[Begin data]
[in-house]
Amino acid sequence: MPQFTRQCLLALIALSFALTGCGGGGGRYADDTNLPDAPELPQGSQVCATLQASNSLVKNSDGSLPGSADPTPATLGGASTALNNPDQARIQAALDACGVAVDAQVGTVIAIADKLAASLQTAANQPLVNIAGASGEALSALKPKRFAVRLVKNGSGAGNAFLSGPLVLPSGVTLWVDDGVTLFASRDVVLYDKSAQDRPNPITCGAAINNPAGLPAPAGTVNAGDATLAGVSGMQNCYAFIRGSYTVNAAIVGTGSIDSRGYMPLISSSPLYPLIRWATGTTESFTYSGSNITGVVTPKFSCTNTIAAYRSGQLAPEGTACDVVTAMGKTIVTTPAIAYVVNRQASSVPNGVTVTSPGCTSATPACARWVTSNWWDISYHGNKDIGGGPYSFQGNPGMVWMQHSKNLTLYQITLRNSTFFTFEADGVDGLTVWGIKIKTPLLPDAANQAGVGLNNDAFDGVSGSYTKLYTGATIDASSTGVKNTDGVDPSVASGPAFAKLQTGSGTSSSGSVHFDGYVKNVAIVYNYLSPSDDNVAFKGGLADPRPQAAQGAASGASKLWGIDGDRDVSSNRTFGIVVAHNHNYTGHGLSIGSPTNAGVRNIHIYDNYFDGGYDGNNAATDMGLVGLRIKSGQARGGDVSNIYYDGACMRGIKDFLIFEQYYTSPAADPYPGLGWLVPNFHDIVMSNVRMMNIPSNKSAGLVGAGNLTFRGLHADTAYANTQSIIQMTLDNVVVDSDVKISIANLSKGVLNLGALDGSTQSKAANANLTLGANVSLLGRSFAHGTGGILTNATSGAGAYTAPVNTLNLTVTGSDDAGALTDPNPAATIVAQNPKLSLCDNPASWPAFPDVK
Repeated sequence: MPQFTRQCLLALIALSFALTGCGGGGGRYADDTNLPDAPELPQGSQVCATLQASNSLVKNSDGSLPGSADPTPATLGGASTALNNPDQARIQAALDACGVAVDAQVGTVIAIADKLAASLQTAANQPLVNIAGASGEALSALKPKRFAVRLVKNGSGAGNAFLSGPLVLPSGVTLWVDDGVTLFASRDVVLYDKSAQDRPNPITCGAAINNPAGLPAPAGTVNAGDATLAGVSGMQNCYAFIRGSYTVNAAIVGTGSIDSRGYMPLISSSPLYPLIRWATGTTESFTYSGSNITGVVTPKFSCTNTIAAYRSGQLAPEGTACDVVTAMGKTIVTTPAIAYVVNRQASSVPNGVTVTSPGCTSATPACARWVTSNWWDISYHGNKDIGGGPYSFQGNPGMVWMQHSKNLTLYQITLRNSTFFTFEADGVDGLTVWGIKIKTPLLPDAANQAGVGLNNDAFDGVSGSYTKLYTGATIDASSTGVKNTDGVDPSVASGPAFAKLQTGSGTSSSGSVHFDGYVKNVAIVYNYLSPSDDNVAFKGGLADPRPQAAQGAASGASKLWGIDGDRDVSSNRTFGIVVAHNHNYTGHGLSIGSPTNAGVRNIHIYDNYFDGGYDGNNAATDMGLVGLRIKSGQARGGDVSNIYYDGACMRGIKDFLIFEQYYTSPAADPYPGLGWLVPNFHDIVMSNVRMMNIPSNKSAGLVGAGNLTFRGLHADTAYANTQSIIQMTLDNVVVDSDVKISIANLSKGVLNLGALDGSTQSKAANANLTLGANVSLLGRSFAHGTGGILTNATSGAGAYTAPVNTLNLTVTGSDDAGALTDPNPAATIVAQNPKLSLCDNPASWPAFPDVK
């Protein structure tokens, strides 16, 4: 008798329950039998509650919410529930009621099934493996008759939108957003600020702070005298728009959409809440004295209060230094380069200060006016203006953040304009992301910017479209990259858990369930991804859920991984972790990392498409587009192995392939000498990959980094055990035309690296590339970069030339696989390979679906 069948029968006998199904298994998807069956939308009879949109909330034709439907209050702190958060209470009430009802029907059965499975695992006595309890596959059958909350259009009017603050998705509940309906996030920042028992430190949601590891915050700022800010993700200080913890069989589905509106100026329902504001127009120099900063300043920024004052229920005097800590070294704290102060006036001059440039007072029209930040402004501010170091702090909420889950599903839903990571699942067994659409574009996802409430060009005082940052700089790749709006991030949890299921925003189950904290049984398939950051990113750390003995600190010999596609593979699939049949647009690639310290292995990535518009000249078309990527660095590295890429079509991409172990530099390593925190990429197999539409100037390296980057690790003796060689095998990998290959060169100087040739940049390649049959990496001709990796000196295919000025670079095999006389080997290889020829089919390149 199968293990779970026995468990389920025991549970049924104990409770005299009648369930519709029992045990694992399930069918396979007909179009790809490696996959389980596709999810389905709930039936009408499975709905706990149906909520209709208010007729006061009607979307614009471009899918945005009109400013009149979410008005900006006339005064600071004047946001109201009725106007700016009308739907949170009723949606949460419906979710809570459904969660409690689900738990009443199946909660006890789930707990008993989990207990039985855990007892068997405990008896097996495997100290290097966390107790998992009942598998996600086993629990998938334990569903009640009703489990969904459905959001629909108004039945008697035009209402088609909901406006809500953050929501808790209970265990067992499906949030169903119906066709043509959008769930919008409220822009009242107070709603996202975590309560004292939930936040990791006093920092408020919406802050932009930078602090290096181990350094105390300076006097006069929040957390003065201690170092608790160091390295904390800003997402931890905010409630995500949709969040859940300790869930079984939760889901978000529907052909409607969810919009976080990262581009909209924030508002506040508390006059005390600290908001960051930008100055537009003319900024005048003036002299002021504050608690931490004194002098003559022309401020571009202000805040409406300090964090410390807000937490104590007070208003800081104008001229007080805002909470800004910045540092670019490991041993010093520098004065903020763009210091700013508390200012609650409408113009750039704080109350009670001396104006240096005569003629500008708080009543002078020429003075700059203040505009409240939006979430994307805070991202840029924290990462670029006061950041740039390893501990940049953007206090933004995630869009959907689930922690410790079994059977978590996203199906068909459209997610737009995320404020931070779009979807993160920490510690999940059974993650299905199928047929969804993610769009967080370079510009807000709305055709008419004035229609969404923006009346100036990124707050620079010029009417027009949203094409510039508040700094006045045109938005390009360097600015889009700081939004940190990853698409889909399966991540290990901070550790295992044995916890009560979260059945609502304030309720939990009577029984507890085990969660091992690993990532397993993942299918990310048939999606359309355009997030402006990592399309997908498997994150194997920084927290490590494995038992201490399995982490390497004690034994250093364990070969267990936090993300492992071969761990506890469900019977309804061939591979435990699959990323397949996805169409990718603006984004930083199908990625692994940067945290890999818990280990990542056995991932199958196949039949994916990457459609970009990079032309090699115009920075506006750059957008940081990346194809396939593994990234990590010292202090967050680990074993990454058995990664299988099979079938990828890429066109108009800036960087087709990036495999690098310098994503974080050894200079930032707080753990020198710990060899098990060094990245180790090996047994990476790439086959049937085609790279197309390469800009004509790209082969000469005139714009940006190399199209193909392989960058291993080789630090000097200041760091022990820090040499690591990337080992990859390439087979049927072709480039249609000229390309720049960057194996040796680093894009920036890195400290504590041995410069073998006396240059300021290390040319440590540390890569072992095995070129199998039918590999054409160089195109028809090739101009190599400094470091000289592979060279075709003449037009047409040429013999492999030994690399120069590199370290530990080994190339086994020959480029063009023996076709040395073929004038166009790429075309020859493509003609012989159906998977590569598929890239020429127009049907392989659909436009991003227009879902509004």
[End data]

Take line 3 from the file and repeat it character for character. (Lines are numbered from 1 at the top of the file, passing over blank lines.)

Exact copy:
Repeated sequence: MPQFTRQCLLALIALSFALTGCGGGGGRYADDTNLPDAPELPQGSQVCATLQASNSLVKNSDGSLPGSADPTPATLGGASTALNNPDQARIQAALDACGVAVDAQVGTVIAIADKLAASLQTAANQPLVNIAGASGEALSALKPKRFAVRLVKNGSGAGNAFLSGPLVLPSGVTLWVDDGVTLFASRDVVLYDKSAQDRPNPITCGAAINNPAGLPAPAGTVNAGDATLAGVSGMQNCYAFIRGSYTVNAAIVGTGSIDSRGYMPLISSSPLYPLIRWATGTTESFTYSGSNITGVVTPKFSCTNTIAAYRSGQLAPEGTACDVVTAMGKTIVTTPAIAYVVNRQASSVPNGVTVTSPGCTSATPACARWVTSNWWDISYHGNKDIGGGPYSFQGNPGMVWMQHSKNLTLYQITLRNSTFFTFEADGVDGLTVWGIKIKTPLLPDAANQAGVGLNNDAFDGVSGSYTKLYTGATIDASSTGVKNTDGVDPSVASGPAFAKLQTGSGTSSSGSVHFDGYVKNVAIVYNYLSPSDDNVAFKGGLADPRPQAAQGAASGASKLWGIDGDRDVSSNRTFGIVVAHNHNYTGHGLSIGSPTNAGVRNIHIYDNYFDGGYDGNNAATDMGLVGLRIKSGQARGGDVSNIYYDGACMRGIKDFLIFEQYYTSPAADPYPGLGWLVPNFHDIVMSNVRMMNIPSNKSAGLVGAGNLTFRGLHADTAYANTQSIIQMTLDNVVVDSDVKISIANLSKGVLNLGALDGSTQSKAANANLTLGANVSLLGRSFAHGTGGILTNATSGAGAYTAPVNTLNLTVTGSDDAGALTDPNPAATIVAQNPKLSLCDNPASWPAFPDVK